hallucination. In rare instances there come to a man fleeting moments of
abstraction when he seems to be reliving past stages of his life. Whether he
has previously beheld in sleep the phenomena which are passing before his
vision, or whether he has gone through a previous existence and has since
forgotten it, we cannot say; but at all events he can see the same persons
around him as were present in the first instance, and hear the same words as
were uttered then.
So was it with Oblomov now. Gradually there spread itself about him the
hush which he had known long ago. He could hear the beating of the
well-known pendulum, the snapping of the thread as it was bitten off, and
the repetition of familiar whispered sentences like "I cannot make the
thread go through the eye of the needle. Pray do it for me, Masha—your
eyesight is keener than mine."
Lazily, mechanically he looked into his landlady's face; and straightway
from the recesses of his memory there arose a picture which, somewhere, had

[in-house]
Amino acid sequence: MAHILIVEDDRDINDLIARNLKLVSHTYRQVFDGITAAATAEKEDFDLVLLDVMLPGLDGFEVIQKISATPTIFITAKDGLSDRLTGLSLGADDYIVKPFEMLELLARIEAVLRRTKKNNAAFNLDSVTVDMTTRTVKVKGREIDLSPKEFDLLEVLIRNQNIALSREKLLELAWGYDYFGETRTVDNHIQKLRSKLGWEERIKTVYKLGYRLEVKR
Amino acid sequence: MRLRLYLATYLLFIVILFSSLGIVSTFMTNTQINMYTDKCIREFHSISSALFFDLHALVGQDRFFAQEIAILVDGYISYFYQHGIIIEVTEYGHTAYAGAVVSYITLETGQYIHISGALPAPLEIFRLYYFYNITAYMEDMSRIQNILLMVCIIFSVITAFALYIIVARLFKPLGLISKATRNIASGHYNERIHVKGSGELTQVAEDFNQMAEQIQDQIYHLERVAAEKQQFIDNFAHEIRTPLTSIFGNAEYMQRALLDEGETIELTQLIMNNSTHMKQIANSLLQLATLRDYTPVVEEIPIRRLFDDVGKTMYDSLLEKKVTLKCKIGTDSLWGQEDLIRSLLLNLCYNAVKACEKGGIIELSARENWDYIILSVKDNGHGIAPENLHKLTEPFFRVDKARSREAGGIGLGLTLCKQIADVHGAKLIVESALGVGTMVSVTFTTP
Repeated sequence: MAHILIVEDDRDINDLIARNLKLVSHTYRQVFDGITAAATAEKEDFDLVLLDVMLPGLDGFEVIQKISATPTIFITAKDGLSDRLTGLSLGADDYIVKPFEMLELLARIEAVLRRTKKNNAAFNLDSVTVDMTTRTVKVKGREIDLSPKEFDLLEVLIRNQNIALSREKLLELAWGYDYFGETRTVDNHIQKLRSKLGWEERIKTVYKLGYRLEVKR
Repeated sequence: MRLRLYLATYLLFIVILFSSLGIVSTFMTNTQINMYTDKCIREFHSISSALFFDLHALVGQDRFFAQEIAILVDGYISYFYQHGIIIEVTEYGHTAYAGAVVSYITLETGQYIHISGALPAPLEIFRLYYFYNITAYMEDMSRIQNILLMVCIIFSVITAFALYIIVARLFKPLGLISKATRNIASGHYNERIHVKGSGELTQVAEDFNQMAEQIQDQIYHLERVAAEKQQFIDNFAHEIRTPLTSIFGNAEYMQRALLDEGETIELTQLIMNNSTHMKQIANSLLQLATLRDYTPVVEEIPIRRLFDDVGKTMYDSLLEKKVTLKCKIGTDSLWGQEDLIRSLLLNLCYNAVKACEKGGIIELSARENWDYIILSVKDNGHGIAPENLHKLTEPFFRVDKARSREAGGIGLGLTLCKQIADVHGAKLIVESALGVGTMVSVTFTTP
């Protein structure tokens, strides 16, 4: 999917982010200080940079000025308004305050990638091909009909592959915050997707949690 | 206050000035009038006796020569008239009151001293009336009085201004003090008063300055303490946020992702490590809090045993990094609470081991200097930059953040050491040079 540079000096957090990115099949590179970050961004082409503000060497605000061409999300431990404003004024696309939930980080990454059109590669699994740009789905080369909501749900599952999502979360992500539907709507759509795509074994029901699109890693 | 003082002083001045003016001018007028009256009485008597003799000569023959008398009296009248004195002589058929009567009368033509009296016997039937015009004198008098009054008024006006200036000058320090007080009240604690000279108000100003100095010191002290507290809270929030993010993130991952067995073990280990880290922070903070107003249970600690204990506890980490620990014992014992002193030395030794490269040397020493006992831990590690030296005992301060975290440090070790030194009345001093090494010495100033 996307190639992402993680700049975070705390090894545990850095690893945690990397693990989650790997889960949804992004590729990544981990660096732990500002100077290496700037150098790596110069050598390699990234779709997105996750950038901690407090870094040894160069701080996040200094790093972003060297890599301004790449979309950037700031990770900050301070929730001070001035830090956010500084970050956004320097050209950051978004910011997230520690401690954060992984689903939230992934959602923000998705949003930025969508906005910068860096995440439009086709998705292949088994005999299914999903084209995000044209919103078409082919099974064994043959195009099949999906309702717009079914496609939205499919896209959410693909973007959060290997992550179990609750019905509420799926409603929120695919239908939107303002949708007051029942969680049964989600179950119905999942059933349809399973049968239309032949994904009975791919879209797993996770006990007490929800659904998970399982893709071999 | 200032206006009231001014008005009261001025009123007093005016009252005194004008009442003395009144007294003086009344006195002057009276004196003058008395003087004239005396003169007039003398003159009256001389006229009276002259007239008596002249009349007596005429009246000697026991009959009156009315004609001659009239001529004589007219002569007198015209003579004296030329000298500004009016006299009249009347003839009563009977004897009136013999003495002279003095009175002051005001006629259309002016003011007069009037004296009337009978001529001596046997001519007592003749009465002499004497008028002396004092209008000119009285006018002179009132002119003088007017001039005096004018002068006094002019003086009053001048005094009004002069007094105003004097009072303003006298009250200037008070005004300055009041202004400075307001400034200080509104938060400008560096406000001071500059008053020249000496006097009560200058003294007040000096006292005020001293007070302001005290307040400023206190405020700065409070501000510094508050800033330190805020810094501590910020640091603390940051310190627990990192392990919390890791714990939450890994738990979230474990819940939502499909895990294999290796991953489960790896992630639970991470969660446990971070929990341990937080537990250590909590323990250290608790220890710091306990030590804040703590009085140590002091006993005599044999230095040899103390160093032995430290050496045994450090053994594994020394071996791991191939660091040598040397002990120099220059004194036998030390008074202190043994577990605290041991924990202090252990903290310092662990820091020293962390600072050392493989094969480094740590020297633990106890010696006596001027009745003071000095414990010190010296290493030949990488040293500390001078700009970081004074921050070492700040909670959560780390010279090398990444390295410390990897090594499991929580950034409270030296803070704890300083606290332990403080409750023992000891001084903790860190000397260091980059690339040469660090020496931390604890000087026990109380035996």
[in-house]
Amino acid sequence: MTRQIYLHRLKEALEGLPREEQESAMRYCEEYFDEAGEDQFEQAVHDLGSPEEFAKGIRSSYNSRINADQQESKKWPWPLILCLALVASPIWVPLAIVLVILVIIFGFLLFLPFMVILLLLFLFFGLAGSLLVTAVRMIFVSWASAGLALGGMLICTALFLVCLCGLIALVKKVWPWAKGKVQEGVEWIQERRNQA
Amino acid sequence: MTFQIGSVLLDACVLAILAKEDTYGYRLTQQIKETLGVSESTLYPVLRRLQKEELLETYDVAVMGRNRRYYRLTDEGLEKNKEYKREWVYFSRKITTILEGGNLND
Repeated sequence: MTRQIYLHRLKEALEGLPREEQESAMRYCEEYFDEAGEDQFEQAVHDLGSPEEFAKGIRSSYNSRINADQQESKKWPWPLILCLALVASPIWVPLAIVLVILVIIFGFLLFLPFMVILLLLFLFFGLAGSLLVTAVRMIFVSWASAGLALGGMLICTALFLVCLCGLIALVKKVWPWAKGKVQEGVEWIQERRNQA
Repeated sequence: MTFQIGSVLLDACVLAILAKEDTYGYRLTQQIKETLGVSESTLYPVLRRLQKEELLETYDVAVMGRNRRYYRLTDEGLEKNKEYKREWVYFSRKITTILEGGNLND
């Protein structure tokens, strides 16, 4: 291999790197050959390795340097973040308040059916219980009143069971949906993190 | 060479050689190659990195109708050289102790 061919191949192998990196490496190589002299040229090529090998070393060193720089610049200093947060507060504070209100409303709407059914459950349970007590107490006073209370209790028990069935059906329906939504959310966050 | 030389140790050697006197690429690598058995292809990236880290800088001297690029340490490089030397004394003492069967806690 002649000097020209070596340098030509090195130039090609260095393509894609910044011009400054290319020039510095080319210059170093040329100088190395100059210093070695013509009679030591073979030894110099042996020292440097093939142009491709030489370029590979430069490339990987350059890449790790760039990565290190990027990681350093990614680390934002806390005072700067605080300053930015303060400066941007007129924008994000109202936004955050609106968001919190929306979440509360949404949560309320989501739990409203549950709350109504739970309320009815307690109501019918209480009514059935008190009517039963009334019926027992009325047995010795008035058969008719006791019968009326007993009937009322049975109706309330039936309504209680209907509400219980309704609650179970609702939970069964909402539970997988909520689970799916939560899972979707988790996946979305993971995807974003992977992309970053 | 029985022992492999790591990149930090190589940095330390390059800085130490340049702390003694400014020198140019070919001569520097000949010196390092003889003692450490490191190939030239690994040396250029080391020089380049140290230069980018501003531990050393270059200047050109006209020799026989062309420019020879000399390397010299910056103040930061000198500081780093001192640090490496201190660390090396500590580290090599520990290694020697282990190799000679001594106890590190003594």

been well known to him.
To his vision there dawned the great, dark drawing-room in the house of
his youth, lit by a single candle. At the table his mother and her guests
were sitting over their needlework, while his father was silently pacing up
and down. Somehow the present and the past had become fused and
interchanged, so that, as the little Oblomov, he was dreaming that at length
he had reached the enchanted country where the rivers run milk and honey,
and bread can be obtained without toil, and every one walks clad in gold and
Once again he could hear the old legends and the old folk-tales, mingled
with the clatter of knives and crockery in the kitchen. Once again he was
pressing close to his nurse to listen to her tremulous, old woman's voice.
"That is Militrissa Kirbitievna," she was saying as she pointed to the
figure of his landlady. Also, the same clouds seemed to be floating in the
blue zenith that used to float there of yore, and the same wind to be
blowing in at the window, and ruffling his hair, and the same cock of the
Oblomovkan poultry-yard to be strutting and crowing below. Suddenly a dog
barked. Some other guest must be arriving! Would it be old Schtoltz and his
little boy from Verklevo? Yes, probably, for to-day is a holiday. And in
very truth it is they—he can hear their footsteps approaching nearer and
nearer! The door opens, and "Andrei!" he exclaims excitedly, for there, sure
enough, stands his friend—but now grown to manhood, and no longer a little
boy! . . .